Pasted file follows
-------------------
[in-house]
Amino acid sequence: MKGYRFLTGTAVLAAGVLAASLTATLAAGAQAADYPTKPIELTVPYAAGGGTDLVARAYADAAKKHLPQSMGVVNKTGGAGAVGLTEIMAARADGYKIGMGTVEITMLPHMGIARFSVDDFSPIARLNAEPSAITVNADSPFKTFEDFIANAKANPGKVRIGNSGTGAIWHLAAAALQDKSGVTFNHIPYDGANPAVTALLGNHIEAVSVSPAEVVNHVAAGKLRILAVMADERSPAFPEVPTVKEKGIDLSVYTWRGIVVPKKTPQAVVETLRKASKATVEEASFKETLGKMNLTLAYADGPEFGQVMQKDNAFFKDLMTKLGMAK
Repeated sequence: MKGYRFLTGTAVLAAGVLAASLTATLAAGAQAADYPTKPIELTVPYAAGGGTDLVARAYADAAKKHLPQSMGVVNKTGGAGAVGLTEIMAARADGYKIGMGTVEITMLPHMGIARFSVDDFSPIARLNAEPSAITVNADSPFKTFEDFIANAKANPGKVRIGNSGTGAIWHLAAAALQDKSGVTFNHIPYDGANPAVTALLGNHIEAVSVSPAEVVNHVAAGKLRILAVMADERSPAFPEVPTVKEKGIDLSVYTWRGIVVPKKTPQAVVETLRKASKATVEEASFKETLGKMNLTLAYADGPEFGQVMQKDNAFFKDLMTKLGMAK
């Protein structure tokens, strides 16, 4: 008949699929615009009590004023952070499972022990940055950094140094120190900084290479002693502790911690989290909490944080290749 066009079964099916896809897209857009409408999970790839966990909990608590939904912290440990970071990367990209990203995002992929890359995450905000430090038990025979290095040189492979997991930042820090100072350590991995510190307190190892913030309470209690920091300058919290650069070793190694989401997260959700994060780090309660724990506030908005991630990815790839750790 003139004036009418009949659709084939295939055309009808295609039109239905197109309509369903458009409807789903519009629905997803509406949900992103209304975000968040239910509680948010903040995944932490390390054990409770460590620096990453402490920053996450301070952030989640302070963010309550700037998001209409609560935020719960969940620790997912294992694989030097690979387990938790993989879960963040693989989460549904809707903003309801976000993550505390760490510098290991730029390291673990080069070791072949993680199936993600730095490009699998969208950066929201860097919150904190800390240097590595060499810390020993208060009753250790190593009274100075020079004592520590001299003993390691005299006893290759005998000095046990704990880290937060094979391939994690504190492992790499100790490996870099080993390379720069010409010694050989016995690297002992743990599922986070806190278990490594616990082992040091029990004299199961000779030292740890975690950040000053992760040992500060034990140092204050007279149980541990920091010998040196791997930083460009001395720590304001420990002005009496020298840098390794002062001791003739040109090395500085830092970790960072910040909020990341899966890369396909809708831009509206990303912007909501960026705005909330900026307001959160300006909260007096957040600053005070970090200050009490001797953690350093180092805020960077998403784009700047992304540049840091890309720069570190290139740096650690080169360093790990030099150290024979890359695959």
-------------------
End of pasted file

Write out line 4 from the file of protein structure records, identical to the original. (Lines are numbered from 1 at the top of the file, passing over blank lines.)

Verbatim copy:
């Protein structure tokens, strides 16, 4: 008949699929615009009590004023952070499972022990940055950094140094120190900084290479002693502790911690989290909490944080290749 066009079964099916896809897209857009409408999970790839966990909990608590939904912290440990970071990367990209990203995002992929890359995450905000430090038990025979290095040189492979997991930042820090100072350590991995510190307190190892913030309470209690920091300058919290650069070793190694989401997260959700994060780090309660724990506030908005991630990815790839750790 003139004036009418009949659709084939295939055309009808295609039109239905197109309509369903458009409807789903519009629905997803509406949900992103209304975000968040239910509680948010903040995944932490390390054990409770460590620096990453402490920053996450301070952030989640302070963010309550700037998001209409609560935020719960969940620790997912294992694989030097690979387990938790993989879960963040693989989460549904809707903003309801976000993550505390760490510098290991730029390291673990080069070791072949993680199936993600730095490009699998969208950066929201860097919150904190800390240097590595060499810390020993208060009753250790190593009274100075020079004592520590001299003993390691005299006893290759005998000095046990704990880290937060094979391939994690504190492992790499100790490996870099080993390379720069010409010694050989016995690297002992743990599922986070806190278990490594616990082992040091029990004299199961000779030292740890975690950040000053992760040992500060034990140092204050007279149980541990920091010998040196791997930083460009001395720590304001420990002005009496020298840098390794002062001791003739040109090395500085830092970790960072910040909020990341899966890369396909809708831009509206990303912007909501960026705005909330900026307001959160300006909260007096957040600053005070970090200050009490001797953690350093180092805020960077998403784009700047992304540049840091890309720069570190290139740096650690080169360093790990030099150290024979890359695959």